But just as good as all this, is that we also have found some people to play with in this wonderful, incredible place. Casual, let’s each introduce a song, there may be more fiddles than guitars who cares, we are doing this for fun people. I can play in my self- taught ways, I can make mistakes, I can play by ear or I can read the music if there is some and I don’t know the song, I can hum in harmony (or not) if I don’t know the words, and strum my guitar with my fingers (and not the uncomfortable pick), I can even introduce one of my favorite old timey songs or one of the songs I have written and the guys are willing to listen and try it. I can pick up the fiddle after 3 1/2 years and still play acceptably well and best of all, we have been invited back! For over 20 years I’ve lived in California, and not found this, and yet here in this small village (where I am obviously supposed to live), we find it with so much ease.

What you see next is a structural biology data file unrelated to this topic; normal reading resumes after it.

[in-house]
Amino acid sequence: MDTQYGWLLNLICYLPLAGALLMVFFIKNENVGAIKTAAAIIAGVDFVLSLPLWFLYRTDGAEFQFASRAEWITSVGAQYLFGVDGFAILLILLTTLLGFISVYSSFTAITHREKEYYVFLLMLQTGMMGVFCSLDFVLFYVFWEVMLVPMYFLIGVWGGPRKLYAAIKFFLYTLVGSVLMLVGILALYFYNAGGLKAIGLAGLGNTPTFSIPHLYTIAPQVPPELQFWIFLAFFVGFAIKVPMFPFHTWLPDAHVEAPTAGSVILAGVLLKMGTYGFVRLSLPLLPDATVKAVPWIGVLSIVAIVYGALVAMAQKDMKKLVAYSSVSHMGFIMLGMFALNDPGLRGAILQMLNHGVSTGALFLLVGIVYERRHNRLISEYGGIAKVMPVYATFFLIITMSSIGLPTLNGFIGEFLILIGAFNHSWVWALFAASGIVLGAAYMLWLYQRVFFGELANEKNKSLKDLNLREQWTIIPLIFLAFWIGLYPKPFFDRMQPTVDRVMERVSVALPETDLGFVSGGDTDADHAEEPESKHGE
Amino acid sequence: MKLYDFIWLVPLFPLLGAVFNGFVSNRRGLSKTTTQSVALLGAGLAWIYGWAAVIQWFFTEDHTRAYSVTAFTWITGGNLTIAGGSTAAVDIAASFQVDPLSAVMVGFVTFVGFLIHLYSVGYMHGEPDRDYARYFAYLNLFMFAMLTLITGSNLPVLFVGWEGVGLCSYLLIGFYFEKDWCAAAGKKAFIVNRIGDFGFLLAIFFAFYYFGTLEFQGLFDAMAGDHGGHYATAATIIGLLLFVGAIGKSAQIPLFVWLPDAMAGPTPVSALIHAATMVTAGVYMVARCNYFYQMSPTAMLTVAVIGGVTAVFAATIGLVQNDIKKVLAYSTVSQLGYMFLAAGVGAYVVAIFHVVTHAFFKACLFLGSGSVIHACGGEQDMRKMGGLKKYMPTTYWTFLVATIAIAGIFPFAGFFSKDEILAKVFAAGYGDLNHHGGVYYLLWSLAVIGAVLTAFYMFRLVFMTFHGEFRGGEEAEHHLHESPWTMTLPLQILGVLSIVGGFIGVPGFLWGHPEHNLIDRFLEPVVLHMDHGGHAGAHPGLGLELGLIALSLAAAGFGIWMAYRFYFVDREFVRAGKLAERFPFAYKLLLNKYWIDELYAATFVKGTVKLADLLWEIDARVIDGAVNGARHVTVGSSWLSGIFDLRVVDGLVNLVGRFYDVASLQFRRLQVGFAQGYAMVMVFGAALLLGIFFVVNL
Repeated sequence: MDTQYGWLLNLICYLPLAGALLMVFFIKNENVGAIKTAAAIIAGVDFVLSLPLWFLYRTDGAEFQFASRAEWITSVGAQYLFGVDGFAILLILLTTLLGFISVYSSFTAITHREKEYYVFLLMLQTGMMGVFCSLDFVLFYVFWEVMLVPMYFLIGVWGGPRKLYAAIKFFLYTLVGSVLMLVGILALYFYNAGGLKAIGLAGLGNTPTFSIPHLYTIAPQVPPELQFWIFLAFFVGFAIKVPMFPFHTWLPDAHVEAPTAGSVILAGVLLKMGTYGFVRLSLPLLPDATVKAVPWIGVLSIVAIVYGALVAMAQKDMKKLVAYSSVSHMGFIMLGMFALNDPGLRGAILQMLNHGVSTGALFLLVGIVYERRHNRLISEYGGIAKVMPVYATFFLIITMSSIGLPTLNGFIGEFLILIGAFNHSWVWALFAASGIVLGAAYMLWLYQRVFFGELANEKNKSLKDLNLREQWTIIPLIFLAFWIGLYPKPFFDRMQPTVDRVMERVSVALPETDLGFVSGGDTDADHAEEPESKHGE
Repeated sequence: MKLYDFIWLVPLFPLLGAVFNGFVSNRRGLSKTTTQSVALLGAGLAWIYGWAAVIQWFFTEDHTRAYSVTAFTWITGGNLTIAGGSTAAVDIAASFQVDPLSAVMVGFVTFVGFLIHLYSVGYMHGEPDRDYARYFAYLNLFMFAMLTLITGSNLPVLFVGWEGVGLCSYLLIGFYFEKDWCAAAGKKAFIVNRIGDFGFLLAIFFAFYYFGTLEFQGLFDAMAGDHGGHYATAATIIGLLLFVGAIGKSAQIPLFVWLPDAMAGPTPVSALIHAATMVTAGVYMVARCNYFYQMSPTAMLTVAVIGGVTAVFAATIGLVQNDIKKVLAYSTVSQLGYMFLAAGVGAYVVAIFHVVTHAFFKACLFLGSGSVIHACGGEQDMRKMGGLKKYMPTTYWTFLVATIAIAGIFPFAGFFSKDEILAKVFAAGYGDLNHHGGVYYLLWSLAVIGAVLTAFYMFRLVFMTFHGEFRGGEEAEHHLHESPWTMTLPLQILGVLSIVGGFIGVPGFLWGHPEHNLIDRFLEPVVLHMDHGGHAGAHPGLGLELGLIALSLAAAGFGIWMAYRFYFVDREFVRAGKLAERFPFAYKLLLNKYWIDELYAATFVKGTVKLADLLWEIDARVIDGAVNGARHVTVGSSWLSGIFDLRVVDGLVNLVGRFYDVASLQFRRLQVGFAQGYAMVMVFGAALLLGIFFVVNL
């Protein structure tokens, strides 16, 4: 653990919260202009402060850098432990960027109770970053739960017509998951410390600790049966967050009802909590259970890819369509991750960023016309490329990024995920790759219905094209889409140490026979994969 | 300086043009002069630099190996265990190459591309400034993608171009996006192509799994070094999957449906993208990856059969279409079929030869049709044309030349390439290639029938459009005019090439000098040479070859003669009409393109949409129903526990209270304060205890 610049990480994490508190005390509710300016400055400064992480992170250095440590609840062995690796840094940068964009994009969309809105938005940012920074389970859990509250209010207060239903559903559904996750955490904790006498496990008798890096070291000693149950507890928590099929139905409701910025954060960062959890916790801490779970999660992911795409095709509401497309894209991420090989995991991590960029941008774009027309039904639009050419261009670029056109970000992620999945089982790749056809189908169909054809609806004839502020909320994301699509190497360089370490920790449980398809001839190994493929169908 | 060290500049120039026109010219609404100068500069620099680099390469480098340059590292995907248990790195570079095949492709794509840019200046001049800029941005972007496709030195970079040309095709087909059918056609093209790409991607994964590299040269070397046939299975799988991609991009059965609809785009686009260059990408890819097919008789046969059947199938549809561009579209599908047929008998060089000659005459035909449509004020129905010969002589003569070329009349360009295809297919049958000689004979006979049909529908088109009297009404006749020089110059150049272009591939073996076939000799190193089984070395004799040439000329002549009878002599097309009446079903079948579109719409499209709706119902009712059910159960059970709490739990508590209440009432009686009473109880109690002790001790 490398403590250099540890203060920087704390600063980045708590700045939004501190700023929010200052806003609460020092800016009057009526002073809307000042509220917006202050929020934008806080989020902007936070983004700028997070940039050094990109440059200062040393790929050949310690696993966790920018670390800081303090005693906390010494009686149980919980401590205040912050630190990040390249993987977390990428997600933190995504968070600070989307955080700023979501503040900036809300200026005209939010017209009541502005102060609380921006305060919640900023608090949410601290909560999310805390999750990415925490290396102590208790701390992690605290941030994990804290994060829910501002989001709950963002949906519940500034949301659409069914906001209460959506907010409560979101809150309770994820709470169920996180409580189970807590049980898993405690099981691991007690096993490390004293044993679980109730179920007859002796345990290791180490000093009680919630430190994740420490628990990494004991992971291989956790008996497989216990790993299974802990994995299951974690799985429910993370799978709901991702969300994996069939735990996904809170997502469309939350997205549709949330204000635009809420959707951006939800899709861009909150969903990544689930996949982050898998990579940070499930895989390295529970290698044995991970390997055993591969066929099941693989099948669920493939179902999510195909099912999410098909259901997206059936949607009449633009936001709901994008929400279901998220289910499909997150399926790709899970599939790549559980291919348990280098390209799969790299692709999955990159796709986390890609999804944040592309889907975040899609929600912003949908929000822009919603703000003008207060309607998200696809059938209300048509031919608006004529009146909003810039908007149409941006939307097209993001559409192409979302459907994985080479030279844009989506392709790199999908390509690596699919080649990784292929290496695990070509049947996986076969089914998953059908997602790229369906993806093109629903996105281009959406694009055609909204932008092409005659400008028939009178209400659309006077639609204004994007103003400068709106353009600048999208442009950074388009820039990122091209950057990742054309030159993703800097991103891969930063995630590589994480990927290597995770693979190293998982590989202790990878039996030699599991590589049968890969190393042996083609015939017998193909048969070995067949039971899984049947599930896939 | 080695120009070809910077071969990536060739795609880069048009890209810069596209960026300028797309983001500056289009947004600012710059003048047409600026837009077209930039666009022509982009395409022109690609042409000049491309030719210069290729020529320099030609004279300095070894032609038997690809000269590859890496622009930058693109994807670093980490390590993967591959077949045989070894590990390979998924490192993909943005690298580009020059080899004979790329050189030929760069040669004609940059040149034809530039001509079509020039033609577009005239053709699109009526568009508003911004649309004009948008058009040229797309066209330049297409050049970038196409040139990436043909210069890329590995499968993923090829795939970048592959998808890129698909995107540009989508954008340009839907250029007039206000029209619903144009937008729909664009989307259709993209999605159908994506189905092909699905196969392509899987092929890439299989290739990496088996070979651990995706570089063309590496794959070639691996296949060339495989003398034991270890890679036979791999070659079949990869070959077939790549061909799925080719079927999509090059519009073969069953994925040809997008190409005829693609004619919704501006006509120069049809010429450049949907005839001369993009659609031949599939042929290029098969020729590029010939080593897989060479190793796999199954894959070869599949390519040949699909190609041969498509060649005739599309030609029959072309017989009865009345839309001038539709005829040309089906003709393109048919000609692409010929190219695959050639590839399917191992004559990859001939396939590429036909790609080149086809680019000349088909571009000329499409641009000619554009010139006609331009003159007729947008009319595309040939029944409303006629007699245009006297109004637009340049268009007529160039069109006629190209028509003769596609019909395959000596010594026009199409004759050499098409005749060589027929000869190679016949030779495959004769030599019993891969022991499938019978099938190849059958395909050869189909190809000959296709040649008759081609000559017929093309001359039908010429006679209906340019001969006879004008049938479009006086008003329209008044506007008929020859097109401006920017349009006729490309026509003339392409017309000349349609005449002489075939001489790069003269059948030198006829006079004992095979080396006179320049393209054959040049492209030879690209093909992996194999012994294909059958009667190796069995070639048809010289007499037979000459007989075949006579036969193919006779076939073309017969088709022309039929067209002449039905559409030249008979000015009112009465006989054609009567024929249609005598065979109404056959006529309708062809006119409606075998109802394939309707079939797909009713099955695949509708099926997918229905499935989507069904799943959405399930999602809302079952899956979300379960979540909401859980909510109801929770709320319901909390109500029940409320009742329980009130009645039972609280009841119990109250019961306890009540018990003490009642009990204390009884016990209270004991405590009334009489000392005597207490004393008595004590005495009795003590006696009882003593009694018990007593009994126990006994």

Well, yet another reason to go back to CA and continue writing, seek out and bring my incredible song collection (in about 4 big plastic tubs), and get back to playing my fiddle and mandolin (as well as continuing to learn barre chords on the guitar). Oh yes, and maybe even buy a new piano that I could bring here more easily than the one I have in California. Just think, I may get to keep music for myself and for enjoying with others, without ever having to sing or play for kids again –except maybe the grandchild. Heaven.
Here’s a song about playing music and all our instruments with Sarita when we were falling in love.